Innovation has been key for the survival of businesses that rely so heavily on tourism. While the zoo was completely closed to visitors, it launched a Facebook live series to stay top-of-mind and in people’s homes. The virtual series also gave the zoo an opportunity to take online donations.
Earlier this year, the Bentonville Film Festival (BFF) was also forced to switch over to a virtual version. The BFF is a favorite annual event for locals and visitors who come from all over the country to view independent film screenings, attend live interview panels and witness a few celebrity sightings. Normally, it takes place in late April, but it was postponed to August with the hope of keeping it as an in-person event. As the rescheduled date got closer, it was apparent the festival could not be held as planned and the committee chose to adapt to a virtual version of the festival rather than cancel altogether. The event went on with a mixture of drive-in theater and virtual moving screenings, and live panel discussions were conducted over Zoom video.
Visit Bentonville President and CEO Kalene Griffith says Bentonville tourism is projecting a loss of 42 to 45 percent this year, which includes declines in leisure and corporate travel. Crystal Bridges of American Art, along with other museums in the area, reopened in mid-summer with reserved time tickets and limited occupancy, but the outdoor trail usage is where people have gravitated more. To meet the financial challenges, the group has come together to reevaluate budget priorities.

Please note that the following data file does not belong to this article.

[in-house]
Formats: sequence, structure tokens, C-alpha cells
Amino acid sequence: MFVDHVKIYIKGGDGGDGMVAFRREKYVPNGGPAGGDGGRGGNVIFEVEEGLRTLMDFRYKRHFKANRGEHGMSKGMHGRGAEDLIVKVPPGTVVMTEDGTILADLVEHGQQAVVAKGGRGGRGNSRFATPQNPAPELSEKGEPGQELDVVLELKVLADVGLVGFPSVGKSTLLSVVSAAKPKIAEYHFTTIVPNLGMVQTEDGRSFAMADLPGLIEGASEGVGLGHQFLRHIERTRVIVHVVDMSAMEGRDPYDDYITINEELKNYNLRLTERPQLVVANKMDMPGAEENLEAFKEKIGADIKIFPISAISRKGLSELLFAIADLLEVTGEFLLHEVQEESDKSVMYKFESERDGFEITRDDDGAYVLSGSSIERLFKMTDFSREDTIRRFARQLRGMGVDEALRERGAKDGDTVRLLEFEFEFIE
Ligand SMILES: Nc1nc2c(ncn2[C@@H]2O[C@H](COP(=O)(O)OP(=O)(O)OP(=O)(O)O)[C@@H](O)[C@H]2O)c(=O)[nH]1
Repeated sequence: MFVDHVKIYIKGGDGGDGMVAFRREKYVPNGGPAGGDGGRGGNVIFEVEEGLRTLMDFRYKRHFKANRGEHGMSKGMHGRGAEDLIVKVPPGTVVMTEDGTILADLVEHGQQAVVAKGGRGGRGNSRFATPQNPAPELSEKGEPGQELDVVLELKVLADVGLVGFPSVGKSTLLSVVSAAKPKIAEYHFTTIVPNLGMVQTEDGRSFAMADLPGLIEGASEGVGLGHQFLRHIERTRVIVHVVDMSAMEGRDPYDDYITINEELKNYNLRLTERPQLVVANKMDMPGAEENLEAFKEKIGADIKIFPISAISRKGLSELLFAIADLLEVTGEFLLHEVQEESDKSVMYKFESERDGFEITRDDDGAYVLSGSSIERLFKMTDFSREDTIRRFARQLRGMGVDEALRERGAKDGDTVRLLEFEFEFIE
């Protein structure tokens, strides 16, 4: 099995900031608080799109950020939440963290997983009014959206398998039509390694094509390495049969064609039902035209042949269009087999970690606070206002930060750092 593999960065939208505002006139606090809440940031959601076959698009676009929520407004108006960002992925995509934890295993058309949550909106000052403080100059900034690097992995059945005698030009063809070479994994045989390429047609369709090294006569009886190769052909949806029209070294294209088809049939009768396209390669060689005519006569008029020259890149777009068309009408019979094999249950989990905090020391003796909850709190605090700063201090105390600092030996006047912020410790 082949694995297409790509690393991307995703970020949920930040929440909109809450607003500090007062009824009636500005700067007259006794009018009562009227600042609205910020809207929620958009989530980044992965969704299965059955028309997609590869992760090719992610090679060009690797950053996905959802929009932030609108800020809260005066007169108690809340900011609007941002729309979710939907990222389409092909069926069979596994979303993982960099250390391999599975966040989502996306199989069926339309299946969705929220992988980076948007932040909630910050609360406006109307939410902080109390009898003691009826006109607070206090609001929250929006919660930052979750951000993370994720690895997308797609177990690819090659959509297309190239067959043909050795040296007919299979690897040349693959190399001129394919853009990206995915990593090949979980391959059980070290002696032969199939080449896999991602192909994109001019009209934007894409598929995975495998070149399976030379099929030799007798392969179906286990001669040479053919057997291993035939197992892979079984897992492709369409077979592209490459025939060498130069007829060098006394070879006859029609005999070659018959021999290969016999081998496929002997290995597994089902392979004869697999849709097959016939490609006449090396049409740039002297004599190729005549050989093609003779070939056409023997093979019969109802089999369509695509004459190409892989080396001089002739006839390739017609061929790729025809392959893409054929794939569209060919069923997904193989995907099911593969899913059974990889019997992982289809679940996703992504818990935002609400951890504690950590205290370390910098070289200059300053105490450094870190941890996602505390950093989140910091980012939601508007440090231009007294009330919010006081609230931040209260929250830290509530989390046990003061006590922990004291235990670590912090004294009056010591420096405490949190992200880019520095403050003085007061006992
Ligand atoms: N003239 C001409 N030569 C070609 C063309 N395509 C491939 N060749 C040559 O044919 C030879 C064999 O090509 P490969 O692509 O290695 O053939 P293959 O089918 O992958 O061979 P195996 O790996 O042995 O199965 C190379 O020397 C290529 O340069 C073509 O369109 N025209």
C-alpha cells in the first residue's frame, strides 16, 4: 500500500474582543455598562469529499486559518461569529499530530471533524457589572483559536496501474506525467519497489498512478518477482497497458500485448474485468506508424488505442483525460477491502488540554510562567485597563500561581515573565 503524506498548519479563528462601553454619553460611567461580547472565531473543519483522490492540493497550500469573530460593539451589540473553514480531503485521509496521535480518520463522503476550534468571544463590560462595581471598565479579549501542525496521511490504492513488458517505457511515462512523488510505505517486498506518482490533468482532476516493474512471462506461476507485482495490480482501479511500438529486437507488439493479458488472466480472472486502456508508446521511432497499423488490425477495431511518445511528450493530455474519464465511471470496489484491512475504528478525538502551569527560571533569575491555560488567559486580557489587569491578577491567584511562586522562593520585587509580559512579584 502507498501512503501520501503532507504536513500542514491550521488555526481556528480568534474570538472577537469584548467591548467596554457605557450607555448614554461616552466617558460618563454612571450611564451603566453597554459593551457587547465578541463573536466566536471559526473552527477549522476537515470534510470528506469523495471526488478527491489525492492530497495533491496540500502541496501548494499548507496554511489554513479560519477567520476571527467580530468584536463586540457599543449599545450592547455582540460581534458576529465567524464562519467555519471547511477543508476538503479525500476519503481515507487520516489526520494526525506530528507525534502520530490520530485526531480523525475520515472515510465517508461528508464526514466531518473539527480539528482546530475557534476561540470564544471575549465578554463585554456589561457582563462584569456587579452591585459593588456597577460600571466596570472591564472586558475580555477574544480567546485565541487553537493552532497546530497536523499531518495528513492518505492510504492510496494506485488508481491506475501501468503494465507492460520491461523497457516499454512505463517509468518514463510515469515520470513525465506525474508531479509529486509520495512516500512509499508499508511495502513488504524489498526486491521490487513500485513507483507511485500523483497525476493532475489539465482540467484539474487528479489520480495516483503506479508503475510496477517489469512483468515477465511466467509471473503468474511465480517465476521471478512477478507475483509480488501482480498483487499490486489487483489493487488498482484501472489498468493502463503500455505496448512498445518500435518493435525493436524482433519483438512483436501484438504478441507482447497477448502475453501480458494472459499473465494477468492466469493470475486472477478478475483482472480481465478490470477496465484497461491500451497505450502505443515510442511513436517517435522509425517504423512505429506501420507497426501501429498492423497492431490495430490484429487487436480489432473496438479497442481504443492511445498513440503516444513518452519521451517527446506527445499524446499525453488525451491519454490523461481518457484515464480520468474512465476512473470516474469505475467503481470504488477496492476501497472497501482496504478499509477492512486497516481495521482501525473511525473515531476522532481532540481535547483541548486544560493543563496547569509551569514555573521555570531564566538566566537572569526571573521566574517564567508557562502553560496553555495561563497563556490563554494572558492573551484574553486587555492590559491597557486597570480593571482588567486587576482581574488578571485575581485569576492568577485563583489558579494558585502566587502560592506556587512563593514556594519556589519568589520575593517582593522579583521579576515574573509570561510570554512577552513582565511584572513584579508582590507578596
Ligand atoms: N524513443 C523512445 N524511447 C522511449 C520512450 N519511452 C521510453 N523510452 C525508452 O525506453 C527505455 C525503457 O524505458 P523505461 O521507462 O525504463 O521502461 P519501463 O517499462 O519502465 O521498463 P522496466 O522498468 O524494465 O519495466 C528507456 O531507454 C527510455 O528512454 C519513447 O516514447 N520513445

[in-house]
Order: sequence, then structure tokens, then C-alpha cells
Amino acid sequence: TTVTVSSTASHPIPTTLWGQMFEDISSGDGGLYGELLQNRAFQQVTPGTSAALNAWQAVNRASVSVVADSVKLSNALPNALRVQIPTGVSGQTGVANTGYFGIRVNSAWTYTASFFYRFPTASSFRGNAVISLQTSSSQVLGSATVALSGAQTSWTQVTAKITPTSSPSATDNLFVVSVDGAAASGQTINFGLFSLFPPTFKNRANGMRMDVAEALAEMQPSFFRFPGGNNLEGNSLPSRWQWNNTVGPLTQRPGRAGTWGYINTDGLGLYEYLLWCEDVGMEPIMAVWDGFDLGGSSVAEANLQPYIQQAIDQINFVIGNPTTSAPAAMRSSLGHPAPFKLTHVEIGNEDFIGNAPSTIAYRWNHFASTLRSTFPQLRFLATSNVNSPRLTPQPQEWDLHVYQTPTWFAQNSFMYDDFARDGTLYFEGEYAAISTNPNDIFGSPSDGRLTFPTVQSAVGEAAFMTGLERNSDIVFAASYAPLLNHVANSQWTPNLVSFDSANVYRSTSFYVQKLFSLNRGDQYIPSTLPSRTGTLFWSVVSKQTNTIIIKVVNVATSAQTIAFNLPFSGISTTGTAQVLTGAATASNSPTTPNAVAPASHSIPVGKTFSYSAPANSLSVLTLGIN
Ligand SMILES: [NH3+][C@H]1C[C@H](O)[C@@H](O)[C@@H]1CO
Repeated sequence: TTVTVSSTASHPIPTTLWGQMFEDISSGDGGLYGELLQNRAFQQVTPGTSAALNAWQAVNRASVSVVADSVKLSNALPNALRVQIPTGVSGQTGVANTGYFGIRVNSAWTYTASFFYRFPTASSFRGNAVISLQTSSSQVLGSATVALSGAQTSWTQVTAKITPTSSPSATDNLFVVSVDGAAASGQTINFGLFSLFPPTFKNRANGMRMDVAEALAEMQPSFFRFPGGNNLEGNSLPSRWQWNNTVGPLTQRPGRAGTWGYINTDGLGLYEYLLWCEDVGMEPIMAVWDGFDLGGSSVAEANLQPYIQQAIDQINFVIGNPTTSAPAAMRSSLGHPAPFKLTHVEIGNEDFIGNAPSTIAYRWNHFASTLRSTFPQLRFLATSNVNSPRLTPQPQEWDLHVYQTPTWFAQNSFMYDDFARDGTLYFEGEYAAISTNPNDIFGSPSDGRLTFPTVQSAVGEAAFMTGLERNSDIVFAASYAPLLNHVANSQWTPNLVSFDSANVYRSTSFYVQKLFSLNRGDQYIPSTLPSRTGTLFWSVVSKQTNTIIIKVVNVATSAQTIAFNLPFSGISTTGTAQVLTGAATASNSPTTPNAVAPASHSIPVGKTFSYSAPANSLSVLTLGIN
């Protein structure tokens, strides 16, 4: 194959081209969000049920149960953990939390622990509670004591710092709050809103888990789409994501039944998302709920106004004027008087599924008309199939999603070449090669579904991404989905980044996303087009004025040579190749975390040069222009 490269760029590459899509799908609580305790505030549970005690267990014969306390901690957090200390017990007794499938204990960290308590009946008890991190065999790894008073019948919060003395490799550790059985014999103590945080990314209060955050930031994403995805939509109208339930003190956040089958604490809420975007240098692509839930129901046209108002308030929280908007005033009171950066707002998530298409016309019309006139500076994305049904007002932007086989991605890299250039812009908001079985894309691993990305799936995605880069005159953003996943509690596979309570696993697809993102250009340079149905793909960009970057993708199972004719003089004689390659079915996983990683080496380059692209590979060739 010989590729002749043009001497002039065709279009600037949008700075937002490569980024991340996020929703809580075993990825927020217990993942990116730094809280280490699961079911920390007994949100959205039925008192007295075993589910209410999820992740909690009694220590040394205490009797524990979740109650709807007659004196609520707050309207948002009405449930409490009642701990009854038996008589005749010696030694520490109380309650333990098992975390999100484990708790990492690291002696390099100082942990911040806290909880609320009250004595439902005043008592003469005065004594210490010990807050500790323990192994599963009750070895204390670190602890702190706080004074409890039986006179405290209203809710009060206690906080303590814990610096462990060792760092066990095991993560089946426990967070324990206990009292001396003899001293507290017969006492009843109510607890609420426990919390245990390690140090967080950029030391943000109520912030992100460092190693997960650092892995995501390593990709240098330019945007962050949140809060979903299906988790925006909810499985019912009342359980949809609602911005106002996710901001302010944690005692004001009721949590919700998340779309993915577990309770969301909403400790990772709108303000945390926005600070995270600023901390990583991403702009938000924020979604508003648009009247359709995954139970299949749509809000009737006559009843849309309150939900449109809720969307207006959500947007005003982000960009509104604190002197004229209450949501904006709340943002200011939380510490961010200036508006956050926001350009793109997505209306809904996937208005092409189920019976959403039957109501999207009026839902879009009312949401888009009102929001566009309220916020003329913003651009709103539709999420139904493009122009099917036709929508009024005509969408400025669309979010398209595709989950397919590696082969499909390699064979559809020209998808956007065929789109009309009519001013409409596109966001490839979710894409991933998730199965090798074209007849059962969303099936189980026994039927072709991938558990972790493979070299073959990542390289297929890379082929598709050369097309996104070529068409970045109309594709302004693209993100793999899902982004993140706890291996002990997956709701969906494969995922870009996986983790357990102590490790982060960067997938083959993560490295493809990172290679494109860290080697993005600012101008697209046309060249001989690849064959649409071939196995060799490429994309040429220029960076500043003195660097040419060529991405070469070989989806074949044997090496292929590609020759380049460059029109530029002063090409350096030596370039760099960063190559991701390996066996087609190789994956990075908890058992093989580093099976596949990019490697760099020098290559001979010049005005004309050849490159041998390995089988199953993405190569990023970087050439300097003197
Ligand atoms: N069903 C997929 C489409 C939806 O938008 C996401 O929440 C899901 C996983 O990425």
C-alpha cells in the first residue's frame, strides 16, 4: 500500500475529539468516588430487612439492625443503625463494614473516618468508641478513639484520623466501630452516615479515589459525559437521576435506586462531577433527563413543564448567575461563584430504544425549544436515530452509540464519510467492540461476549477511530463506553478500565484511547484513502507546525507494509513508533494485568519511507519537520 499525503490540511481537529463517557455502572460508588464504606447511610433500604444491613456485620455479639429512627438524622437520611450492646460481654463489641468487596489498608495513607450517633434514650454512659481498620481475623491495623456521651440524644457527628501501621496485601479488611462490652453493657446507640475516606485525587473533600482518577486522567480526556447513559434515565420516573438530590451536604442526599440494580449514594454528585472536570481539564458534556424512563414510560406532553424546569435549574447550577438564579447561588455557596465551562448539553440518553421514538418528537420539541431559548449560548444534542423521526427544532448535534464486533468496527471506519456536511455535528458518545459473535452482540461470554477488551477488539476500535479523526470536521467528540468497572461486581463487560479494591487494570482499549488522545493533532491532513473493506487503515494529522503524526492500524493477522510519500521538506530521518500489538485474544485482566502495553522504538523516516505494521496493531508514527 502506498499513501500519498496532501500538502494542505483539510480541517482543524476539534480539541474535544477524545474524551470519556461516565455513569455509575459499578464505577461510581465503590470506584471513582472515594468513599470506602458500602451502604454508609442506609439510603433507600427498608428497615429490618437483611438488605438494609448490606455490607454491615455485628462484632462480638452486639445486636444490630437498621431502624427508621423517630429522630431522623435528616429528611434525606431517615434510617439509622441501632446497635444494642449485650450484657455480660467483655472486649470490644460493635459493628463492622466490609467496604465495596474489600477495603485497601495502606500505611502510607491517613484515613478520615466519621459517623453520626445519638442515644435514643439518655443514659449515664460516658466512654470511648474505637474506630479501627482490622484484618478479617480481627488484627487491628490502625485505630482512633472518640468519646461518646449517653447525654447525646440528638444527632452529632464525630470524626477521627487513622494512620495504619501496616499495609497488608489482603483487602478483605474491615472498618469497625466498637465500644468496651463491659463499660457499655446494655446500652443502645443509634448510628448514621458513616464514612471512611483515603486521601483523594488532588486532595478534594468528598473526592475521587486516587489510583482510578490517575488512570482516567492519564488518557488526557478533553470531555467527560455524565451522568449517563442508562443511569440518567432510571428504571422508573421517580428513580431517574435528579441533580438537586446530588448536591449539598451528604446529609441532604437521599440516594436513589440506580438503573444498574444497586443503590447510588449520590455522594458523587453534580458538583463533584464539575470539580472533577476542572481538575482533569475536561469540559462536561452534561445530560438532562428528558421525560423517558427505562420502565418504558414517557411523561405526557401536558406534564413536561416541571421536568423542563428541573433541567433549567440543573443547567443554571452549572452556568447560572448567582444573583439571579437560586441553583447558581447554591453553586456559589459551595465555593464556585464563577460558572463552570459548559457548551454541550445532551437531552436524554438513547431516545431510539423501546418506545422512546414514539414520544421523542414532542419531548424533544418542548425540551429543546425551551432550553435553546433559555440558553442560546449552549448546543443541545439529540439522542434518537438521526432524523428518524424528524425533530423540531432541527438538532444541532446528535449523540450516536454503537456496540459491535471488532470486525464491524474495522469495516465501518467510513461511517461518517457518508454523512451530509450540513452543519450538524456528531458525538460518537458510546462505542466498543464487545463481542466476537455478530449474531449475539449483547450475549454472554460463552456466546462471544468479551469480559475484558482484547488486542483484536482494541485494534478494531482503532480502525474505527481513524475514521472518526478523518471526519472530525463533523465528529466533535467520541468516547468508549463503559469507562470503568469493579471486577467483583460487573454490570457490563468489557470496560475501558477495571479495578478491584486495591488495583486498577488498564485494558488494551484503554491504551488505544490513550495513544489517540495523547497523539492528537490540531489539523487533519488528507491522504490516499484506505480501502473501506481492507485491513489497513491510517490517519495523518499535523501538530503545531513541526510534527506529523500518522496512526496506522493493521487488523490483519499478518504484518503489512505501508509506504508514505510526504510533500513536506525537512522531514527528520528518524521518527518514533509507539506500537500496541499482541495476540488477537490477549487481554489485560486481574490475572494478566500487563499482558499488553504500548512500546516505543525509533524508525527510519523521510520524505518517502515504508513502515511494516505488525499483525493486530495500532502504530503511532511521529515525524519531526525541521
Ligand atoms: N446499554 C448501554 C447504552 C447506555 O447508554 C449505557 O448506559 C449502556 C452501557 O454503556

“Our team and community have pivoted during the crisis to focus on supporting local business, while at the same time encouraging travel with safety efforts for those ready to visit our city,” Griffith notes.
The group has looked for collaboration opportunities with other businesses locally and throughout the state and has created low-cost projects, such as the Bentonville Public Art Scavenger Hunt, to help draw people to hotels and restaurants.
Tomorrow Will Come
In May, toward the end of the state’s fiscal year, the Department of Parks, Heritage and Tourism made pretty dismal predictions for Arkansas’ next fiscal year.
“Fortunately, although our collections aren’t great, they have not turned out as bad as we predicted,” Hurst explains. “Some sectors like hotels continue to struggle, particularly in larger cities that typically enjoy convention business or high business-related travel.”
Airport enplanements at both LIT and XNA are steadily increasing from a low of roughly 94 percent below normal to about 60 percent below normal. These sectors will most likely take longer to recover.
“Arkansas continues to offer robust opportunities to enjoy the beauty of the outdoors with lots of new products coming online like mountain biking trails and backcountry aviation,” Hurst says. “We’ll continue to promote the ways people can safely visit and enjoy Arkansas.”